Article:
Although my bowhunting experiences began more than 15 years ago, the lessons I learned then still accompany me now each time I head to the woods in pursuit of the elusive whitetail.
You see, in my beginning days I knew very little about my quarry or my equipment. Had it not been for my husband, John, who took the responsibility of becoming my mentor, I would have had a difficult time. The hands-on experience he shared with me only added to my love of the great outdoors. He taught me everything from holding a bow to field dressing a deer.
As we pass on the traditions of hunting, it is important to always keep in mind the following guidelines, as well as teach them to new hunters.
Effective Shooting Range
Effective shooting range differs from one hunter to another. Learning your effective shooting range can be accomplished through practice. There are those that can shoot a bow with precise accuracy at 30- to 40 yards, but I prefer shooting 25 yards or less, simply because that is my comfort zone. When the arrow is released toward the deer, at that distance, I know chances are good it will pass through the vital lungs.
Controversy exists over the best place to aim at a whitetail. There are those that claim they always aim for the heart of a deer because the animal will rapidly succumb. Since the heart sits very low near the belly, just behind the front leg, and measures approximately 6 inches x 4 inches in an adult deer, it makes a much smaller target than the lungs. The inflated, football-shaped lungs measure approximately 9 inches x 6 inches. Moreover, since the lungs are located in the middle of the deer, just behind the front shoulder, there is more room for error while still providing a lethal shot.
A veteran hunter can add their expertise, which could be the difference in harvest success or failure. (Photo by John and Vikki L. Trout)
Out Of Frustration
Frustration can be the worst enemy of the bowhunter. Let’s face it — we spend countless hours in all types of weather, waiting for the shot opportunity to present itself. No one likes to have a deer within range and not shoot, but taking a shot that we hope will get the job done is not acceptable! I am not saying that every arrow loosed will produce a perfect hit; it’s just that shooting just to be shooting can end up with a missed deer and a depressed deer hunter — or, even worse, a wounded deer!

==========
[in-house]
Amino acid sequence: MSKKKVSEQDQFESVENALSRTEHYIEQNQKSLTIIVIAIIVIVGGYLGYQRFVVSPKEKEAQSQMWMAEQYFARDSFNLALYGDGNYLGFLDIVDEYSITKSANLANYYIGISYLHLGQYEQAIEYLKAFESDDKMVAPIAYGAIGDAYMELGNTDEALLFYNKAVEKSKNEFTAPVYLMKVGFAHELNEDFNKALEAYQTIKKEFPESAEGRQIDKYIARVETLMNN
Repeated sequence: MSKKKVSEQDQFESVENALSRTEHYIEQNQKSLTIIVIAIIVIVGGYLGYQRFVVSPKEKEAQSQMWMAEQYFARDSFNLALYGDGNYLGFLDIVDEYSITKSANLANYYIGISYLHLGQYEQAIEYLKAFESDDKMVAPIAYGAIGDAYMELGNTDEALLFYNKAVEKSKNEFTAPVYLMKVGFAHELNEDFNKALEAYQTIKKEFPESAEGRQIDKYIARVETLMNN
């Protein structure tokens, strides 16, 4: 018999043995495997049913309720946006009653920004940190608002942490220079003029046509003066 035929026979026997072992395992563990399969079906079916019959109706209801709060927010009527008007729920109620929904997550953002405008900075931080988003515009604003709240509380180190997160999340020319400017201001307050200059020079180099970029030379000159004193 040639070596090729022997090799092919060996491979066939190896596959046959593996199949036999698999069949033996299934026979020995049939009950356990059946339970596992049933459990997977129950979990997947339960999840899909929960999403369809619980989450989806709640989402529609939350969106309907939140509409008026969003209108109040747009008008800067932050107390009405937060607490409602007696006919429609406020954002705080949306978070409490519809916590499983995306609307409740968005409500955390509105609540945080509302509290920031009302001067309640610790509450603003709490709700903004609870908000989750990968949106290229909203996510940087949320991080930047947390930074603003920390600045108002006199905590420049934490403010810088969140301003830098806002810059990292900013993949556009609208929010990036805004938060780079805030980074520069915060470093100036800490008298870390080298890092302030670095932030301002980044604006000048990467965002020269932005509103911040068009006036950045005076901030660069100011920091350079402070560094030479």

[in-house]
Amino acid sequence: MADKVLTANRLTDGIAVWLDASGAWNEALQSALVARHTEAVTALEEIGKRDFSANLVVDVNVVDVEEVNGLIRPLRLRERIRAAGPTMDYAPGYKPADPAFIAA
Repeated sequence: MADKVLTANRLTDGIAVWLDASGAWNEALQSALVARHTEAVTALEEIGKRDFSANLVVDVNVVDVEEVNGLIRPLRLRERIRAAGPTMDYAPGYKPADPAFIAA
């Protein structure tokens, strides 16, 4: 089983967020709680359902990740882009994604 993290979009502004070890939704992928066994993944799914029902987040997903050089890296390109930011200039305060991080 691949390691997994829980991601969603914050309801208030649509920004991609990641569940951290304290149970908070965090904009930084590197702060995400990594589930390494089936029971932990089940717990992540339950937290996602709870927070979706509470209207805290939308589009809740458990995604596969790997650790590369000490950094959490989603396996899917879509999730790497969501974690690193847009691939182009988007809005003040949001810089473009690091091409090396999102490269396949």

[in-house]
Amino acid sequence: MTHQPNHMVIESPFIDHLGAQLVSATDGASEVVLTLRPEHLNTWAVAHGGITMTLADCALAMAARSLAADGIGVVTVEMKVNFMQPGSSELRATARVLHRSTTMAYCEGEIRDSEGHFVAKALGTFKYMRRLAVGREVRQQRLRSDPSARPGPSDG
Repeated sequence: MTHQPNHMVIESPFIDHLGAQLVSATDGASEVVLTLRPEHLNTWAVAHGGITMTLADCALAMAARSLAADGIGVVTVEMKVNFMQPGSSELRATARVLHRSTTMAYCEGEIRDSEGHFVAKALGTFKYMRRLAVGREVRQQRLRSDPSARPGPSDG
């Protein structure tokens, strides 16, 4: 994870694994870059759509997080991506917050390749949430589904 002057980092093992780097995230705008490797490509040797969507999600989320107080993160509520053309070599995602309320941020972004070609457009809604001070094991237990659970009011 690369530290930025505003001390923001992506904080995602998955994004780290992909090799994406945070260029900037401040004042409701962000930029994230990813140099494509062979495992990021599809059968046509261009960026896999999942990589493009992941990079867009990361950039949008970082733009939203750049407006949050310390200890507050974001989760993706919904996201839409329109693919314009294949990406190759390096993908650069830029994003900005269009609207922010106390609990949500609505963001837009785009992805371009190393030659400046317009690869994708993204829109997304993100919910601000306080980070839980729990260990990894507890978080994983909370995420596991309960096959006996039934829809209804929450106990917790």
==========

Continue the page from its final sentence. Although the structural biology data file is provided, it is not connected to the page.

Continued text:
I remember an occasion where I had a nice 8-point buck heading toward me after I had grunted. He walked a fence line and stopped only 15 yards from my tree, perfectly broadside. However, I was forced to turn totally backward in my tree. As I drew my bow, my arm hit the safety harness strap, and I could not get to full-draw. The buck turned and walked straight away from my stand. Of course, the strap was no longer in the way, but if I were to shoot, all I would have had to aim at was its hindquarter. It was hard to watch that beautiful rack head due south, but I knew he could pass my way again on another day.
Action taken after the shot is as important as what transpires before shooting. As you release an arrow at a deer standing broadside or quartering away within your effective shooting range, it is vital to watch the arrow. This provides valuable information as to what organ/organs have been affected by the broadhead. However, you must continue aiming and following through as you watch to ensure arrow accuracy. A perfectly placed arrow without follow through can end in disaster. Allow me to explain.
There are those that shoot and immediately start tracking a wounded animal even if they are unsure as to the exact location where the arrow entered. Getting in too big of a hurry could severely impact the chance of locating a downed deer, however.
Although we all strive for a clean, ethical kill, we are human and mistakes do occur. For instance, a double-lung shot deer will go down in seconds. Taking up the trail immediately would not affect the recovery. However, waiting to track the animal is usually best in case you were off target. My husband and I usually wait 30 minutes or more before tracking. If we ever suspect the arrow hit too far back, we even allow hours before taking up the trail.
I would also suggest you call a hunting buddy for help if necessary. Some hunters think that if they ask for help, they have failed. This is so far from the truth. Asking for help trailing or asking for advice is the honorable thing for ethical hunters to do.
It is wonderful to see new and veteran bowhunters in the field practicing sound ethics. When a beginning bowhunter tags that first deer, it is an absolute thrill even though taking a deer is not a top priority. Knowing they are watching nature at is finest provides the serenity every soul requires, and gives the veteran hunter the satisfaction of knowing they contributed to the tradition of hunting.
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